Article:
"127 HOURS" — ★★★1/2 — James Franco, Kate Mara, Amber Tamblyn, Treat Williams, Clemence Poesy; R (profanity, violent content, bloody images); Broadway
It's a little bit unsettling watching actor James Franco run his hands over the smooth red rocks of Moab, Utah, in "127 Hours," a movie inspired by the real-life saga of Aron Ralston.
Ralston's story hit close to home for Utahns, since it happened in our own backyard.
In 2003, Ralston was canyoneering in Blue John Canyon, near Green River. A boulder broke loose, pinning his right arm against the narrow slot canyon walls.
With limited food, a dwindling water supply and a camcorder, Ralston survived for five days, recording his final good-byes to his family, eventually drinking his own urine and ultimately, amputating his own arm.
"127 Hours" documents that lonely time in the cramped slot canyon.
For accuracy, director Danny Boyle ("Slumdog Millionaire") and actor James Franco were allowed to view Ralston's daily video diary. Since the accident, the tapes have been locked in a bank vault for safekeeping; seen only by close family and friends.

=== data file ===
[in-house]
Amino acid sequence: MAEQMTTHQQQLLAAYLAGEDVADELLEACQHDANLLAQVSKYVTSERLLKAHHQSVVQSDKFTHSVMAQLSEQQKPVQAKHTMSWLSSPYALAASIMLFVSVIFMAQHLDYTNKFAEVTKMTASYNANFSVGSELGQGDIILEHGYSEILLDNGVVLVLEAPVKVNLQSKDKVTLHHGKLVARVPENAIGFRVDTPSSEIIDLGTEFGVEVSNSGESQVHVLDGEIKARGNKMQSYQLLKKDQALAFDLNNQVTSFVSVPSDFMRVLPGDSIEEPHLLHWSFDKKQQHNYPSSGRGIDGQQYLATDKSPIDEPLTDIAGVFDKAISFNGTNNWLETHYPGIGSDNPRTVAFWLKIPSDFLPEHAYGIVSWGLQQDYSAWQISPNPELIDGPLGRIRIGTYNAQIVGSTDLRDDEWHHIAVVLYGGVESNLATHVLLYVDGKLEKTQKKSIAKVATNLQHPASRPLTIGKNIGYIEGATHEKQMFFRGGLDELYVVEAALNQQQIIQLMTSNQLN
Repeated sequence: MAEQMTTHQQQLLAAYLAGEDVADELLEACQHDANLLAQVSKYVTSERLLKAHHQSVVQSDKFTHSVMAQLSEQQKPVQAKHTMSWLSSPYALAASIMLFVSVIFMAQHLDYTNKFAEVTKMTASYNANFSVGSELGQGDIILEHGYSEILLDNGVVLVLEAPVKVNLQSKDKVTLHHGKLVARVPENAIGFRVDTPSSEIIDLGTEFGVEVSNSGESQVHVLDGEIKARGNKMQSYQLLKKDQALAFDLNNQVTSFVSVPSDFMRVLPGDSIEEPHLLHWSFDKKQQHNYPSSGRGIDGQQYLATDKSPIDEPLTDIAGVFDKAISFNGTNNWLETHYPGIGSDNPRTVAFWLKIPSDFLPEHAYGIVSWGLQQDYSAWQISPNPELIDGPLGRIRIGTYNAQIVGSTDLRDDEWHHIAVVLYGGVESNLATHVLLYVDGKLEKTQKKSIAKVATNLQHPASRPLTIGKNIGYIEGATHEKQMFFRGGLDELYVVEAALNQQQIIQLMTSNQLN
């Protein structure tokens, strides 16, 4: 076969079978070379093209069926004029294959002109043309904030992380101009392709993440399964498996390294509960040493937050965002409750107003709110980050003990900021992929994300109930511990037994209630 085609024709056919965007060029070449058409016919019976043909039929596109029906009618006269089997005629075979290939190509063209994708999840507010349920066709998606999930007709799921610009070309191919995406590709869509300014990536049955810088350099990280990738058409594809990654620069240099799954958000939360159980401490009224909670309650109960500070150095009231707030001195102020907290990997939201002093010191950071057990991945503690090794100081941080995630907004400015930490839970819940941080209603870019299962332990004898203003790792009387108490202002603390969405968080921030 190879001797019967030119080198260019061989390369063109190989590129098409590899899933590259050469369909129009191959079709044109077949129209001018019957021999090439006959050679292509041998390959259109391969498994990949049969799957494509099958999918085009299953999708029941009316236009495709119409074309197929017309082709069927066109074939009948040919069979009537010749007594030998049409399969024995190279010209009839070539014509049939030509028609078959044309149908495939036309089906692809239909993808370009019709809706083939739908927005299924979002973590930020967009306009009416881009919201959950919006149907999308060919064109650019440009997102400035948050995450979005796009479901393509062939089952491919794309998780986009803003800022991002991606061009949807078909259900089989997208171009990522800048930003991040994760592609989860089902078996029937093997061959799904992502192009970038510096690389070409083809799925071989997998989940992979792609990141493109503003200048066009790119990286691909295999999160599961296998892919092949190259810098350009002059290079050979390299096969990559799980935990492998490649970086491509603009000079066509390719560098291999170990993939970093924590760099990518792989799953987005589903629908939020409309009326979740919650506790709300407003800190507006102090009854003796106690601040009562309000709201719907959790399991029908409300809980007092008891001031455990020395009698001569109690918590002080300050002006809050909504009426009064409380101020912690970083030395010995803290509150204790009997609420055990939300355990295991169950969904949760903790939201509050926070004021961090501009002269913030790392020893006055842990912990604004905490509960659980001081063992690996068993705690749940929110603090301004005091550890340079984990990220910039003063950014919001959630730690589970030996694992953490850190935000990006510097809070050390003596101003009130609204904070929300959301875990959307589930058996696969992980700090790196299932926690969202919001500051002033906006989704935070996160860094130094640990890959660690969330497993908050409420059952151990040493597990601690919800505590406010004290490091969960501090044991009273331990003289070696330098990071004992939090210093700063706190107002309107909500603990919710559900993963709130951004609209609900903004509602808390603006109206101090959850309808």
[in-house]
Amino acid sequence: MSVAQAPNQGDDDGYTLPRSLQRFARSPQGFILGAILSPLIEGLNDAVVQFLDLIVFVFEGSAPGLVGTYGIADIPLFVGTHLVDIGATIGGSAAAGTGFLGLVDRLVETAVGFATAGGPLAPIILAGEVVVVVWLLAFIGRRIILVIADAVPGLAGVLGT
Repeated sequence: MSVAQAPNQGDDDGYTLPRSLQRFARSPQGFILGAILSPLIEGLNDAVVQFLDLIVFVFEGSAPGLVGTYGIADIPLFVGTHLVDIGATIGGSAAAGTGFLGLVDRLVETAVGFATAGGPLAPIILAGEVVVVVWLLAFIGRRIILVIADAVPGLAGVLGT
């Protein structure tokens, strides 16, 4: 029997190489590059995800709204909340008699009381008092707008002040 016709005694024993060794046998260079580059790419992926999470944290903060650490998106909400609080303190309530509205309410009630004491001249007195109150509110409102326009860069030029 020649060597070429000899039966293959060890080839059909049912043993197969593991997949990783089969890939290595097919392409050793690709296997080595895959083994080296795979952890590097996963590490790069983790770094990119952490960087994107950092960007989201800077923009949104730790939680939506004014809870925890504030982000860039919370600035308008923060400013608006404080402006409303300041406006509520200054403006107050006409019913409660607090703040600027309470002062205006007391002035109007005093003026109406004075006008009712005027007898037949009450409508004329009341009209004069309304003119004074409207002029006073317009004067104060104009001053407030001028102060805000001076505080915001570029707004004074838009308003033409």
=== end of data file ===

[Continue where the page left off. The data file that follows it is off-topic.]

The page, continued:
The video moments are some of the lighter scenes during the 90-minute movie which captures Ralston's day leading up to the accident, his trying to chip away at the boulder, rigging a chair for himself and the moment he decided he'd have to take drastic measures if he wanted to live.
During initial screenings of the movie, some audience members fainted at the amputation scene. Amputating one's own arm will never be a pleasant thing to watch, but the scene accurately showed what Ralston was up against, without being gratuitous or over-the-top with gore.
(Though to be fair, I may have covered my eyes once or twice.)Comment on this story
There is, obviously, very little dialogue in the movie, but Boyle's direction moves the story along, utilizing flashbacks and conversations with the camera to fill in the blanks.
Franco's portrayal of the extreme sport enthusiast is captivating — and Franco even conquered his own claustrophobia to film the scenes in the cramped canyon.
Shot in Utah, Boyle captures the magnificent beauty of the Canyonlands and wonderfully illustrates the supreme solitude one can still find in this crowded day and age.
"127 Hours" is rated R for profanity, violent content, bloody images; running time: 93 minutes.